Harwicz’s novels are constructed with a deliberate ambiguity that dismantles any lawsuit that might arise through police investigation and ridicules the lure of reductionist moralization. Far from a good conscience and bad faith, but above all far from cynical simplification, Harwicz produces literature that sabotages the pleasure administered by ideology; literature that is a terrorist attack against the consensus obedient to what is naturalized as “normality.” It is here that she takes up two recurring points that connect her literary work to the transgressive cinema of Gaspar Noé, and that certainly cause conflicted feelings in those who read it: on the one hand, both exist in a space fertile for the investigation of the human condition (that imaginary threshold where the “normal guy” begins his transformation into the “degenerate,” and where the most repulsive of degenerates can also aspire to a degree of “humanization”); on the other, they share the irreducible, alluring blind force that dwells and lurks in the sublimated voices of those deemed unacceptable, monstrous, abnormal.

To read Harwicz is without a doubt to accept the challenge of confronting the letter of fiction via writing in its most raw and fascinating state: that is, when it goes without saying that, as with death and desire, the truth of literature cannot be legislated.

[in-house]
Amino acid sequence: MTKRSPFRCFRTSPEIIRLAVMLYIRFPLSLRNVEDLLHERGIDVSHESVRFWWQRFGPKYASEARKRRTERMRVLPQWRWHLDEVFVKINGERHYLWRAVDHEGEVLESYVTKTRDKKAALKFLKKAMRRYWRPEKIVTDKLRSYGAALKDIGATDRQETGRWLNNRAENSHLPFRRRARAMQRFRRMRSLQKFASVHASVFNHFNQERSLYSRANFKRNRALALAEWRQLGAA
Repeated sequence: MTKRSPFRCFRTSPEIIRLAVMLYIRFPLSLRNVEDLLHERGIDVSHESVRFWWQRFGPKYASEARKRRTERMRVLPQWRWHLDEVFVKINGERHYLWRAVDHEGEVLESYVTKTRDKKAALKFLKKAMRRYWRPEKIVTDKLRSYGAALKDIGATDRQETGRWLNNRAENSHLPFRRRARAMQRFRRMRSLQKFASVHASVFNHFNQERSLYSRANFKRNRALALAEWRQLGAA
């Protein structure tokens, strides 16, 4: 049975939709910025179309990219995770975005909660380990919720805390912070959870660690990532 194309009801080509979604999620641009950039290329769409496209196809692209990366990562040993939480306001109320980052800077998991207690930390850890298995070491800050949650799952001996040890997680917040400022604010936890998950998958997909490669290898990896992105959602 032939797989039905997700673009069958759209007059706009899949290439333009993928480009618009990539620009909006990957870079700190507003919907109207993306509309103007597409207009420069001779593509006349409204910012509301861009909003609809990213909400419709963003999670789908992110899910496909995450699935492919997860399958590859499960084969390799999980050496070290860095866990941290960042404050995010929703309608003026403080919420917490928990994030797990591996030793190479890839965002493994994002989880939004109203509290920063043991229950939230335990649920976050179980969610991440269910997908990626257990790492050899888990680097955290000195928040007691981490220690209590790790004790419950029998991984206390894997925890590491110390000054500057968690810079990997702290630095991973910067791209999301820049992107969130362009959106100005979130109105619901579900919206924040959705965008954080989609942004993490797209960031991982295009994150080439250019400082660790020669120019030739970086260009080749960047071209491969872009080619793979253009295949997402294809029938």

Translated by Sarah Moses

 

Sarah Moses is a Canadian writer and translator of French and Spanish. Her work has appeared in journals including Brick, Event, and Harper’s Magazine, and in the chapbooks as they say (Socios Fundadores, 2016) and Those Problems (Proper Tales Press, 2017). She is the co-translator (with Tomás Downey) of Sos una sola persona, by Stuart Ross (Socios Fundadores, 2020), and (with Carolina Orloff) of Die, My Love, by Ariana Harwicz, which was longlisted for the Man Booker International and shortlisted for the Best Translated Book Award, among other prizes. Forthcoming translations include Camering: Fernand Deligny on Cinema and the Image and Death By Water, a collection of poems by Alberto Manguel.

Languages

LALT No. 18
Number 18

In our eighteenth issue, we feature the work of beloved Cuban poet Reina María Rodríguez alongside that of João Cabral de Melo Neto, renowned Brazilian poet and third Latin American winner of the Neustadt Prize. We also highlight Latin American women poets, indigenous literature from Brazil, new works in translation, and a return to the essay through the words of Mariano Picón Salas.

Table of Contents

Editor's Note

Featured Author: Reina María Rodríguez

Dossier: João Cabral de Melo Neto

Fiction

Poetry

Essays

Interviews

Brazilian Literature

Indigenous Literature

Translation Previews and New Releases

On Translation

On Translation: Seeking Publisher

On the Essay

Nota Bene